November 11, 2008 The world of home theater seems ever changing. New formats, new innovations and cheaper prices have made an altogether bigger audio-visual experience more accessible for everyone. Two channel systems have been common place in our lounge rooms for decades now, but you might need a few more tricks in your arsenal to get the best out of the latest multi-speaker systems.
Generally you will only have five speakers, although these days a lot of seven-channel systems are making their way into peoples homes. A vast majority of DVD soundtracks will only have five channels of audio, like Dolby Digital and DTS. There are a handful of DVD’s with six channels in formats such as DTS ES and Dolby Digital EX but these aren’t widely used and there’s not many six channel AV receivers left on the market anyway.
That leads us to seven channel audio and new media sources like Blu-Ray and HD DVD. When setting up speakers for a five or seven channel system, there’s a few key things to remember. Firstly, sound, for the most part is directional, so keeping speakers at the same height is important. The general rule of thumb is to try and keep them at ear height, (when you’re seated) which is about a meter (approximately 3 feet). It’s no mistake that a lot of floor-standing speakers are designed at about that height. The problem is that many of us have our surround speakers wall mounted or installed in the ceiling, which is okay if they’re angled down towards the listener, but your ear will still notice where the sound is coming from. You’re better off if you can keep all your speakers on the same plane - reflection and cancellation of sound is less erratic and it helps them blend when trying to create an immersive surround sound environment.
Try to install any small speakers on stands to bring their height up (or down) to ear level. This will also improve bass response if good, sturdy stands are used. As far as placement goes, this all depends on how many speakers you want in your home theater system. As high definition sound is now available and here to stay, I would suggest a HD audio capable 7.1 channel receiver, should your budget permit.
A 7.1 channel receiver compatible with standard Dolby Digital and DTS formats is the next best step. Most of these receivers will be able to simulate surround sound information for the 6th and 7th speakers from the original 5.1 soundtrack.
Still, a 5.1 channel AV receiver and speaker setup is a cost effective, and more than adequate solution, if you aren’t planning on going down the route of Blu-Ray or HD DVD (any time soon.)
When locating speakers in a room, remember you are trying to create a “sweet spot” – the point where the sound from all the speakers converges - where you will be sitting. Many setup guides and diagrams indicate how many degrees off-axis each speaker should be and often suggest that they be toed-in towards the listener. (Refer figure 1 & 2.) These are an excellent guide, but the size of the sweet spot you are trying to create also comes into play. If you normally only watch movies with a group of family or friends, the sweet spot will need to be larger, in which case most of the speakers will need to point in towards the room, rather than toed-in towards one another and/or angled towards the listener.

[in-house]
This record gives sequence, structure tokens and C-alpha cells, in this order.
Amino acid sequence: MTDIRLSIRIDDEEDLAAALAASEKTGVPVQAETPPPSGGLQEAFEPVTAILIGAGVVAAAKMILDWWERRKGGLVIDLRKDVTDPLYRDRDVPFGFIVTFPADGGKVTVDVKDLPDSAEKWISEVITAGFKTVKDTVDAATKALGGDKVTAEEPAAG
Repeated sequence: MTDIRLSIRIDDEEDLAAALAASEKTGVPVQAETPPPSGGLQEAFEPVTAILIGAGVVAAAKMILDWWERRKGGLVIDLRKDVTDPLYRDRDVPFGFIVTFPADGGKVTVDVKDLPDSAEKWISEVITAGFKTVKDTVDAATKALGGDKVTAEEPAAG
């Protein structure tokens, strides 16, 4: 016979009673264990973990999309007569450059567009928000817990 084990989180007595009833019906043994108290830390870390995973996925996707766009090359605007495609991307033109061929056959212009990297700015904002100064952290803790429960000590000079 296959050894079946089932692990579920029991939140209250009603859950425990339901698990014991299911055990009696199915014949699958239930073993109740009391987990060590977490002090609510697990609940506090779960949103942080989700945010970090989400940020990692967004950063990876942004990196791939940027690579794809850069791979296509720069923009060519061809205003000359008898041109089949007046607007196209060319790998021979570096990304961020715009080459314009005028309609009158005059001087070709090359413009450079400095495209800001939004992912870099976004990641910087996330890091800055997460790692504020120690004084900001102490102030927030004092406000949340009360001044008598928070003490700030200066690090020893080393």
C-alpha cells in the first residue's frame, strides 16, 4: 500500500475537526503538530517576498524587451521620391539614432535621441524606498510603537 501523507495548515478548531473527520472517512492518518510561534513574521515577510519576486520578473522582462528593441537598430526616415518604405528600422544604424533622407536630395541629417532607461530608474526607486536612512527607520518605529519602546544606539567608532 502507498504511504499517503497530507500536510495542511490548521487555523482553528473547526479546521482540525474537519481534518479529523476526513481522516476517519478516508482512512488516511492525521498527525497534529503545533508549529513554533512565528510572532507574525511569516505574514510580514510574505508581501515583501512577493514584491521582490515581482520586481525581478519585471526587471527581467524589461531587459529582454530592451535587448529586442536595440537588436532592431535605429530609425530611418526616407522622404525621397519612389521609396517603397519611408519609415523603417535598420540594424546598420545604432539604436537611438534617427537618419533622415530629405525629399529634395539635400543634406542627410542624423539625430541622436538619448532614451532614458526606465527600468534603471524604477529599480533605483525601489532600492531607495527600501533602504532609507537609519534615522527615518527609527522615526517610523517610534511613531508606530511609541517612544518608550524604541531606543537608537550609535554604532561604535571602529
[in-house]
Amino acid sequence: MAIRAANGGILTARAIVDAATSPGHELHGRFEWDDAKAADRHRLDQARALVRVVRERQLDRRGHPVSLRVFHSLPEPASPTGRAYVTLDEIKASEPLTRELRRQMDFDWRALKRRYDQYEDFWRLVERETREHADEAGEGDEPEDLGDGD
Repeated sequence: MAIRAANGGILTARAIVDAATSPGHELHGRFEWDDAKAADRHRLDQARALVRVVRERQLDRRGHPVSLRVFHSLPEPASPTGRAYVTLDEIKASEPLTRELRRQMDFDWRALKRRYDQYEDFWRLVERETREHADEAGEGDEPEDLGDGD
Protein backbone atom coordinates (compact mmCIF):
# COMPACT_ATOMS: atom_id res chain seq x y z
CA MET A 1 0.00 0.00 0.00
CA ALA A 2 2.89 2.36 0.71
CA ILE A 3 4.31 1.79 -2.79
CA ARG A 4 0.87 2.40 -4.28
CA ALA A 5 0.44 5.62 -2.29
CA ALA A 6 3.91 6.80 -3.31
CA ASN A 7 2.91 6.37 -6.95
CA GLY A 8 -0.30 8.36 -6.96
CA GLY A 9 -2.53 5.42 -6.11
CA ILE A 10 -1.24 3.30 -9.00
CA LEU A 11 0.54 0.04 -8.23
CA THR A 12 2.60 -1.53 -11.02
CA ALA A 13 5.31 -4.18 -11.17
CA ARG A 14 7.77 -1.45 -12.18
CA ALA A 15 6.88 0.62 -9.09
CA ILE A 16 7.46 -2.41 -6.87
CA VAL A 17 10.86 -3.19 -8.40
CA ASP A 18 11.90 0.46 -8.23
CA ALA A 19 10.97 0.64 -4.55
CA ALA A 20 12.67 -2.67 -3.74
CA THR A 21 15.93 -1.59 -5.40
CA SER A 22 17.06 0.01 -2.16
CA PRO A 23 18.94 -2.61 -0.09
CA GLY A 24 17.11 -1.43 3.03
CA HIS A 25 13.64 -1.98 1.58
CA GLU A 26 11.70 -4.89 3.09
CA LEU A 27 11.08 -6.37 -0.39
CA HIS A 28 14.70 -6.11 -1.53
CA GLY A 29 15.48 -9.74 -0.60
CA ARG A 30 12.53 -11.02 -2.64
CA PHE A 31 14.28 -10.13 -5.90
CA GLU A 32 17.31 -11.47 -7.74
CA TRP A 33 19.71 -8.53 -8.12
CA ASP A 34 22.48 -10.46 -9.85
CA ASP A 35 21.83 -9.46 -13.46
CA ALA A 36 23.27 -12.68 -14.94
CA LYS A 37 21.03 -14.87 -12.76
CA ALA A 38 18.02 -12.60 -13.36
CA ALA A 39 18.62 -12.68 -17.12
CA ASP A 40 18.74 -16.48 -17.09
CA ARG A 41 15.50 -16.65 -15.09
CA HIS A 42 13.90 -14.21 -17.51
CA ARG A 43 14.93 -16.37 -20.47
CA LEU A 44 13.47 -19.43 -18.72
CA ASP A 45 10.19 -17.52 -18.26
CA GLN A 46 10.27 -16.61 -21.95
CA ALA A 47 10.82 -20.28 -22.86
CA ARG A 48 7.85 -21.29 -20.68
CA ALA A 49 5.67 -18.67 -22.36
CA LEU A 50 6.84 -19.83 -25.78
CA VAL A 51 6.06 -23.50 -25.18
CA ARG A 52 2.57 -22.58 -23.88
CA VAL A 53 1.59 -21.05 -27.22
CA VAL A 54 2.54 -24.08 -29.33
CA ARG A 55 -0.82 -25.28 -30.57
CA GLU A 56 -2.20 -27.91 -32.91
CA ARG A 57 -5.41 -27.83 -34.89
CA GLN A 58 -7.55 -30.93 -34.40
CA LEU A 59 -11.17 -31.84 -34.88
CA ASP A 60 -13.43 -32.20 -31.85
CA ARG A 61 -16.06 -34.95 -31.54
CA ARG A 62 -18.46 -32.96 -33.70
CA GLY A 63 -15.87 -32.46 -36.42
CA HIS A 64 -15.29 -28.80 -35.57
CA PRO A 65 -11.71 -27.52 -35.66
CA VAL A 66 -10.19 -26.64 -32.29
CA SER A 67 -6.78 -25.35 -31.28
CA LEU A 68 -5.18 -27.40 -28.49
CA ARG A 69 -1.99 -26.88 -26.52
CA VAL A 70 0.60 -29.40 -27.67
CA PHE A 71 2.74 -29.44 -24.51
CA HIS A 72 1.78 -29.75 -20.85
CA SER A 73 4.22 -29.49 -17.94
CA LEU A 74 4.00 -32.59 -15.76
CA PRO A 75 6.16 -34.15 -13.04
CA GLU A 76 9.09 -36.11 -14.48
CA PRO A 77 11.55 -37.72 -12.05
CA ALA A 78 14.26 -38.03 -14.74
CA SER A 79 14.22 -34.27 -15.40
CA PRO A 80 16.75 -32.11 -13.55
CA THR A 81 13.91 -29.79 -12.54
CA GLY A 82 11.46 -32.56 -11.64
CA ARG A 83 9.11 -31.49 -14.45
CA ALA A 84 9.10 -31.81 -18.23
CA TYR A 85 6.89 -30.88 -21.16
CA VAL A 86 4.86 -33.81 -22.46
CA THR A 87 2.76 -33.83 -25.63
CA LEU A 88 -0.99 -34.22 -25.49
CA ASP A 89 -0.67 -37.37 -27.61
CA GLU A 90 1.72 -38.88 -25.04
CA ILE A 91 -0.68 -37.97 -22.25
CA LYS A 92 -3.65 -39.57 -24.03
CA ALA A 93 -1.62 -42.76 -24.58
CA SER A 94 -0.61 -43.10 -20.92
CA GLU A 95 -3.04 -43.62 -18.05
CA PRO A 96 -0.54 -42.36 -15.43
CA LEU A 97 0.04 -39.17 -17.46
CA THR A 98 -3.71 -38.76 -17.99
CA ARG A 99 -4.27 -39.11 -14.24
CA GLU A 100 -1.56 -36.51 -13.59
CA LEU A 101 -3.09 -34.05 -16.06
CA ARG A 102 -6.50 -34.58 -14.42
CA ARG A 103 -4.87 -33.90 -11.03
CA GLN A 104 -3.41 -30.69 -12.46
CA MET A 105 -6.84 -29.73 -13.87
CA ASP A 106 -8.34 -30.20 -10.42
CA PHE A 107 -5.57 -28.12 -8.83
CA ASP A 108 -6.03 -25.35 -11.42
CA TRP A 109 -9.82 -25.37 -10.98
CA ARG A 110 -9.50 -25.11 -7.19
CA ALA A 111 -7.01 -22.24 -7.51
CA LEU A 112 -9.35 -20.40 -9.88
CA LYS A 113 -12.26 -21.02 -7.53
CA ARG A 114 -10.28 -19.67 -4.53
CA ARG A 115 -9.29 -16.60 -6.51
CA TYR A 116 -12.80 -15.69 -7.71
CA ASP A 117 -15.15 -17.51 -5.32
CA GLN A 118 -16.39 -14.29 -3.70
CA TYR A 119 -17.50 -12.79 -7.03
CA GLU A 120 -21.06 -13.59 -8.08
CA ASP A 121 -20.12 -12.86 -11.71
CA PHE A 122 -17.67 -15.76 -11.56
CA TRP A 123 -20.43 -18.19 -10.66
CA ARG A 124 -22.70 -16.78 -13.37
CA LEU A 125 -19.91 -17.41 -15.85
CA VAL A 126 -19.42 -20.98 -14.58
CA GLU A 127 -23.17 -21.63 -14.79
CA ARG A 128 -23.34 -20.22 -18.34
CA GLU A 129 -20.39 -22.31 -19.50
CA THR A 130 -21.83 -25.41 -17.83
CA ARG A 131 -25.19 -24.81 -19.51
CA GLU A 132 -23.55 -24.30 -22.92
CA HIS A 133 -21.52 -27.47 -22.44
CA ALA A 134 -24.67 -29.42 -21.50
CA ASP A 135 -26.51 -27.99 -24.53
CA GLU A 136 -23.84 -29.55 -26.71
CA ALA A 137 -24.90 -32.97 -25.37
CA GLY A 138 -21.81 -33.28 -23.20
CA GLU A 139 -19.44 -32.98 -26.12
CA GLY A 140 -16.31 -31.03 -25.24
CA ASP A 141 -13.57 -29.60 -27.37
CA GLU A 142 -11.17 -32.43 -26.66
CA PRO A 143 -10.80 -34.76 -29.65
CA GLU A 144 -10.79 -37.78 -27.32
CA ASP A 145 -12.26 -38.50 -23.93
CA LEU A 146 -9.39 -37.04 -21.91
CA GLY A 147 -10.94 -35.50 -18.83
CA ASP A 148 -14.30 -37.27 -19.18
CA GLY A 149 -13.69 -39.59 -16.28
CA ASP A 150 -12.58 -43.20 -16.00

The other thing to keep in mind is that a lot of us will also listen to stereo music on our home theatre systems. If you toe-in your front left and right speakers, you’ll create a rather narrow stereo image for music listening.
Subwoofer placement is not critical. Sub bass is of such a low frequency that the human ear is unable to pinpoint its origin, so it’s “felt rather than heard.” For this reason, a subwoofer can be placed almost anywhere in the room. Try to avoid placing it hard up against a wall or in a corner though as the low frequency will resonate readily through the structure of the house. This effect is largely unwelcome as it can make the bass dominate too much and sound muddy, so the key to placing your sub in the room is to simply experiment with what sounds right.
Lastly, more and more AV receivers and surround systems now have auto setup procedures. This usually involves a calibration microphone to be placed where the listener would sit (in the “sweet spot”) and test tones are sent out from all speakers to adjust levels and account for inconsistencies in the room environment and tonal differences from speaker to speaker, (which is particularly useful when mixing speaker brands). These auto setup features are a great idea, and achieve in minutes what would normally take an hour or so.
As home theater systems of all sizes find their way into more peoples homes, optimum setup and speaker placement often takes a back seat to aesthetics. So if you feel you could be getting a little more out of your system, consider where your speakers are placed in the room (not the decor). Creating an ideal surround sound field should go hand-in-hand with chasing the best picture as part of your home theater setup.